Mortgage  Question?
How to take over mortgage on property you do not own

How do you legally take over the mortgage on a property you do not own? My spouse was given a home by her mother but her mother is still on the mortgage and we want to take over the loan.

Michael Jensen, Mortgage and Finance Guru
, Mortgage and Finance Guru

Your situation is somewhat tricky but below I outline the steps you can take to achieve your goal of putting the mortgage in you and your spouse's names.

There are a few points you should be aware of that should help you understand my recommendation below. First, you cannot get a mortgage as a co-borrower on a property that you do not own or at least have a partial ownership interest in. Second, when property title transfers from one owner to another owner, lenders usually require the new owner to have six months of ownership history before the new owner(s) can qualify for a mortgage on the property. Third, almost all mortgages are non-assumable which means your partner's mother cannot transfer the mortgage to you or her daughter without lender's approval. Finally, when you transfer ownership title on a property that has a mortgage against it, the property transfer can trigger an alienation clause in the mortgage note. An alienation clause allows the lender to require the borrower to pay-off the outstanding mortgage balance in full. I recognize this is a lot of information to digest but it will help you understand my recommendation below.

1) Step 1: acquire ownership interest in the property through a quit claim deed. Because you cannot get a mortgage on a property you do not own, you need to acquire an ownership interest in the property. The easiest way to accomplish that is through a quit claim deed. A quit claim deed is a legal document that is filed with a county government that conveys ownership title in a property. In your case, you and your spouse should file a quit claim deed that gives you an undivided one half interest (1/2) in the property. After the quit claim deed is recorded by the county recorder's office, you and your spouse will each own half of the property. It may be helpful to work with a real estate attorney to file the quit claim deed (especially if you and your spouse will not own the property 50% / 50%) although you may also be able to do it on your own by working with your county recorder's office.

2) Step 2: set-up a joint bank account with your spouse and her mother and make six months of payments on the existing mortgage out of that bank account. Making mortgage payments from a joint bank account with all three of your names on it accomplishes a couple of important things. First, it allows you to establish payment and ownership history as a property owner which will position you to qualify for a mortgage after six months.  Lenders usually require a new property owner to have six months of ownership history before the new owner can apply to refinance the mortgage on the property. Second, we recommend that you make the monthly mortgage payments by check so that you can use the cancelled checks as verification of payment by you, your spouse and your spouse's mother as a credit report will only show your spouse's mother making the payments. Third, because your spouse's mother's name is on the bank account from which the payments are being made, it reduces the risk that the current lender exercises the alienation clause in the mortgage and requires the mortgage balance to be paid in full. Even if you and your spouse provide the money for the payments, using a bank account with her mother's name on it should help you avoid potential issues with the current lender.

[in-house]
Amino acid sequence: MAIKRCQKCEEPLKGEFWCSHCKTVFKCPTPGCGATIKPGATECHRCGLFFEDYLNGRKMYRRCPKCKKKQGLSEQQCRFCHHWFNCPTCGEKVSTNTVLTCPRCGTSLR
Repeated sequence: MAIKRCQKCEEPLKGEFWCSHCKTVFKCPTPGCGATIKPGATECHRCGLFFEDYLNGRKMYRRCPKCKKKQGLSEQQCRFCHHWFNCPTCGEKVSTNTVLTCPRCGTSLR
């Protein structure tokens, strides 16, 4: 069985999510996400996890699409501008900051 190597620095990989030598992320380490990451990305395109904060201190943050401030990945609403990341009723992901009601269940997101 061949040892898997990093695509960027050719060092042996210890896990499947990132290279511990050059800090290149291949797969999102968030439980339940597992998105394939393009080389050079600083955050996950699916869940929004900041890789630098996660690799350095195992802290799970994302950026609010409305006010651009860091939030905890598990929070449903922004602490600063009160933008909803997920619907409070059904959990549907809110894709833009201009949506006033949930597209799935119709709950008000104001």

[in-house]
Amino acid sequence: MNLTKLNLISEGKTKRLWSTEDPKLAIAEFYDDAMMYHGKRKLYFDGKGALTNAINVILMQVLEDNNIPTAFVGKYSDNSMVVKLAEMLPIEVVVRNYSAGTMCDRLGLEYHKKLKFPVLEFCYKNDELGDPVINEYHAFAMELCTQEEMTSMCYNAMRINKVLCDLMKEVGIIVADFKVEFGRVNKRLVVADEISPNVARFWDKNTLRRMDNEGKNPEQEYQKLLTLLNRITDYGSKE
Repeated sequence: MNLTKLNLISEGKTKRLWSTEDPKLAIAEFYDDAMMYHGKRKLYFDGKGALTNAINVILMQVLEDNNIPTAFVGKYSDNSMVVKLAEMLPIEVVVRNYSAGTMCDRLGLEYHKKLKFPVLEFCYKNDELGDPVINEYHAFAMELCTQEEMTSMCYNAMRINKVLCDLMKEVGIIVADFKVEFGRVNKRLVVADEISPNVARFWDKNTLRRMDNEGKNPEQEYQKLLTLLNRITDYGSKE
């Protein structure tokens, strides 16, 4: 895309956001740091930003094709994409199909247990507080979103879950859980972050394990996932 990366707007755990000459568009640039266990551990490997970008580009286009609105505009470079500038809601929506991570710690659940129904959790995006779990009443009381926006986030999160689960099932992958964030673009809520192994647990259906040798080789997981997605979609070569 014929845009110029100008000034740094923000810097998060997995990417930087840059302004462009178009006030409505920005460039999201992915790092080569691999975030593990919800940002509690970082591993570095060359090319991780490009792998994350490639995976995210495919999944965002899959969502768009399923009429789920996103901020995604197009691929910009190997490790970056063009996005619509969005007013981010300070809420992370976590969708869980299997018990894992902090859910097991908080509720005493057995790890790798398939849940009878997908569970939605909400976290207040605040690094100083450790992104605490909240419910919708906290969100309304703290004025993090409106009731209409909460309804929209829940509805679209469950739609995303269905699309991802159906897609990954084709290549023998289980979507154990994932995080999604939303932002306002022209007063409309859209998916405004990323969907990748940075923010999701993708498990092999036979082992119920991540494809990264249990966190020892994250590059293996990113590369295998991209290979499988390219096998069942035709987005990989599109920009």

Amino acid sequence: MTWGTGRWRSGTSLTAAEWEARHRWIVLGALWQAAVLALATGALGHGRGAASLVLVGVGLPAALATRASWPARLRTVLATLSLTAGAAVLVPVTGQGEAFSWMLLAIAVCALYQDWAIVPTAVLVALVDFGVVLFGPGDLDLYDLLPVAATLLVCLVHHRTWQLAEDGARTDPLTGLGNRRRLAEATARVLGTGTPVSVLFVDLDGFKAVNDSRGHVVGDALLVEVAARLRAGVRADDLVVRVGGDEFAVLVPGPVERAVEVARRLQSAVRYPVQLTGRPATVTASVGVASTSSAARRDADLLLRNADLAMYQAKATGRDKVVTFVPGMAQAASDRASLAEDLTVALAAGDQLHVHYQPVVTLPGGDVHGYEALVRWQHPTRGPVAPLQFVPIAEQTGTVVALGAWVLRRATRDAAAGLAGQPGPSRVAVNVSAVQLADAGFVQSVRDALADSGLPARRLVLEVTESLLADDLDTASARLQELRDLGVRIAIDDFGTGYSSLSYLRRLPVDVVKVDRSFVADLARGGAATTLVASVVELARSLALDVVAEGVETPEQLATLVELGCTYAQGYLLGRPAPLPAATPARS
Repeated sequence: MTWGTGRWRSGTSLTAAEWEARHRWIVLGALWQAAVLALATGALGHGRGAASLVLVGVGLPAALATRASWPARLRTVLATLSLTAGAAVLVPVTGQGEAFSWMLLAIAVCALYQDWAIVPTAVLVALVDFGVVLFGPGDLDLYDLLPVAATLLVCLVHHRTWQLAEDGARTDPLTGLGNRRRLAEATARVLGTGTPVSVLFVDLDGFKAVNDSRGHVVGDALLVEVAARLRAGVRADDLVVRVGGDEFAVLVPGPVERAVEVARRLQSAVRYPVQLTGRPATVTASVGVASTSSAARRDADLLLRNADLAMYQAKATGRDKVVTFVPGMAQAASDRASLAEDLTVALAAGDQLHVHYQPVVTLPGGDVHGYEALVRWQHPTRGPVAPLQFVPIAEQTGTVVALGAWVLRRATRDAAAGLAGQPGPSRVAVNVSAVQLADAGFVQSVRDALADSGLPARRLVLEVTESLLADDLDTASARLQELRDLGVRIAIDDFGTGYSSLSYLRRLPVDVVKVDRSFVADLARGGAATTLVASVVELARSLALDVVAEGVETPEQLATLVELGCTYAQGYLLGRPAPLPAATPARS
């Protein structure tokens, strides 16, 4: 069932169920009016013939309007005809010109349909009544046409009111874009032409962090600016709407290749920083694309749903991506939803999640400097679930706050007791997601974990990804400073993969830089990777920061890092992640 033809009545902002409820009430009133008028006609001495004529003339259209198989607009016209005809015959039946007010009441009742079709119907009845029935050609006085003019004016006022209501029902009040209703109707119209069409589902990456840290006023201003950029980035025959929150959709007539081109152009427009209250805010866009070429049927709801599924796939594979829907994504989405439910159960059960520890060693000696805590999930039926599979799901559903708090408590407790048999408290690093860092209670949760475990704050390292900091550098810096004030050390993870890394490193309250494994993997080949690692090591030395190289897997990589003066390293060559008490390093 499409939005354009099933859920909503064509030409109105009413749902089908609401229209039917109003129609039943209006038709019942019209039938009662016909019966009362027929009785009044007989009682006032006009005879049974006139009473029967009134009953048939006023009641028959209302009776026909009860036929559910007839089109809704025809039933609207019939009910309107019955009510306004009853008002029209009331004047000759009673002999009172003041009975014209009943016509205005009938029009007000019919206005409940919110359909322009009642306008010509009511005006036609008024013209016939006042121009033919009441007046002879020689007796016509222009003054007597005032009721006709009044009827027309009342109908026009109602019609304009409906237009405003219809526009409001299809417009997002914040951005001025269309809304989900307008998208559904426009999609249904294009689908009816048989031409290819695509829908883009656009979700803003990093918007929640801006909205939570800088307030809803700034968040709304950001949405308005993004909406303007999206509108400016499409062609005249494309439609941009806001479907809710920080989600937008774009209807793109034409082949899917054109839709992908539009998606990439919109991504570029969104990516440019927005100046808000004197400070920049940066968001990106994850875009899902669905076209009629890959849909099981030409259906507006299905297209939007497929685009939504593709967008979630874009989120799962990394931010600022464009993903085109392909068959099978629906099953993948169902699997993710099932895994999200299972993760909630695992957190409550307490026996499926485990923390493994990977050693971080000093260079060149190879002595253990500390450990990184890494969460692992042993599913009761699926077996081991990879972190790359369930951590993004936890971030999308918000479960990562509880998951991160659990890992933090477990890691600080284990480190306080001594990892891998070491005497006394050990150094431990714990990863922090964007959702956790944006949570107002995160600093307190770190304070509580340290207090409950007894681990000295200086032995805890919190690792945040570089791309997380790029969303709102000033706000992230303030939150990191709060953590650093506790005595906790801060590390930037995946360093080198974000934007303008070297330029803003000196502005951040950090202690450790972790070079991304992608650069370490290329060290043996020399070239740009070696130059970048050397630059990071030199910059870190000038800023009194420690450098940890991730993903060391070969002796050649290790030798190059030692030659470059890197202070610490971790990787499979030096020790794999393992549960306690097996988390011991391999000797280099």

3) Step 3: after six months, refinance the existing mortgage on the property. With six month of property ownership history you should be in a position to qualify to refinance the existing mortgage on the property. After you and your spouse refinance the loan, if you apply for the mortgage as co-borrowers the new mortgage will be in both of your names and both of you will be obligated to repay new mortgage. Additionally, your spouse's mother will no longer be legally responsible for the mortgage on the property. As an added benefit, your credit score could improve as long as you have minimal new debt and no late payments during the six month period before you apply for the refinance.  An improved credit score could make it easier for you to qualify for the refinance and enable you to obtain a lower interest rate.

As you approach the end of the six month period, we recommend that you contact multiple lenders to understand how they would handle your unique situation. You can review lenders in your area by clicking INTEREST RATES We advise you to contact at least four lenders as mortgage qualification guidelines can vary. Plus, comparing lenders is the best way to save money on your mortgage.

I hope that you found this response helpful. Please note that I am not an attorney and cannot provide legal advice so you may want to consult a real estate attorney as well. From a mortgage standpoint, however, I believe the steps I outlined above should help you accomplish your goals.

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About the author

Michael Jensen, Mortgage and Finance Guru

Michael is the co-founder of FREEandCLEAR. Michael possesses extensive knowledge about mortgages and finance and has been writing about mortgages for nearly a decade. His work has been featured in leading national and industry publications. More about Michael

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